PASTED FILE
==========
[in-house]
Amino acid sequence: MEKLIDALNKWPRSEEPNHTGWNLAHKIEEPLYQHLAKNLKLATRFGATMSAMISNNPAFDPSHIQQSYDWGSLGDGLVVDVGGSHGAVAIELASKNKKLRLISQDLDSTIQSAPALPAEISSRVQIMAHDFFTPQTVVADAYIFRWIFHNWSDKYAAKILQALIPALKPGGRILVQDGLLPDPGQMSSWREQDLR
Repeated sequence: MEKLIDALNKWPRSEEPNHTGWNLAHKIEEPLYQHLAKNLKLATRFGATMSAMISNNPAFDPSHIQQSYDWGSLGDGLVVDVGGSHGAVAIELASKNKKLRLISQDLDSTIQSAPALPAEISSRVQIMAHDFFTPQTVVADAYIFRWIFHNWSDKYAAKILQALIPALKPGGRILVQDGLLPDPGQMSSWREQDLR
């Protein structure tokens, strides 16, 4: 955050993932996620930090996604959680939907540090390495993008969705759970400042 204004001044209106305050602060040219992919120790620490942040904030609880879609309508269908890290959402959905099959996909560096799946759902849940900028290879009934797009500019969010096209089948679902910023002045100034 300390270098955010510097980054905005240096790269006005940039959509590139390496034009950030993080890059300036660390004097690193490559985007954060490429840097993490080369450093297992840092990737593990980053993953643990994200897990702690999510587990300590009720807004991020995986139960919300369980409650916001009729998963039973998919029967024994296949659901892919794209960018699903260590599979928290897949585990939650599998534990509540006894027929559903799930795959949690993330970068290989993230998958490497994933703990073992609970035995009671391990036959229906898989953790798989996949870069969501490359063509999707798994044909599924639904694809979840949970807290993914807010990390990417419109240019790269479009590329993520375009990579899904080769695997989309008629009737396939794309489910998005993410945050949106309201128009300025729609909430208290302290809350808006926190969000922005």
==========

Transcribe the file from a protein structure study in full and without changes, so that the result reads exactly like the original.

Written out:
[in-house]
Amino acid sequence: MEKLIDALNKWPRSEEPNHTGWNLAHKIEEPLYQHLAKNLKLATRFGATMSAMISNNPAFDPSHIQQSYDWGSLGDGLVVDVGGSHGAVAIELASKNKKLRLISQDLDSTIQSAPALPAEISSRVQIMAHDFFTPQTVVADAYIFRWIFHNWSDKYAAKILQALIPALKPGGRILVQDGLLPDPGQMSSWREQDLR
Repeated sequence: MEKLIDALNKWPRSEEPNHTGWNLAHKIEEPLYQHLAKNLKLATRFGATMSAMISNNPAFDPSHIQQSYDWGSLGDGLVVDVGGSHGAVAIELASKNKKLRLISQDLDSTIQSAPALPAEISSRVQIMAHDFFTPQTVVADAYIFRWIFHNWSDKYAAKILQALIPALKPGGRILVQDGLLPDPGQMSSWREQDLR
């Protein structure tokens, strides 16, 4: 955050993932996620930090996604959680939907540090390495993008969705759970400042 204004001044209106305050602060040219992919120790620490942040904030609880879609309508269908890290959402959905099959996909560096799946759902849940900028290879009934797009500019969010096209089948679902910023002045100034 300390270098955010510097980054905005240096790269006005940039959509590139390496034009950030993080890059300036660390004097690193490559985007954060490429840097993490080369450093297992840092990737593990980053993953643990994200897990702690999510587990300590009720807004991020995986139960919300369980409650916001009729998963039973998919029967024994296949659901892919794209960018699903260590599979928290897949585990939650599998534990509540006894027929559903799930795959949690993330970068290989993230998958490497994933703990073992609970035995009671391990036959229906898989953790798989996949870069969501490359063509999707798994044909599924639904694809979840949970807290993914807010990390990417419109240019790269479009590329993520375009990579899904080769695997989309008629009737396939794309489910998005993410945050949106309201128009300025729609909430208290302290809350808006926190969000922005």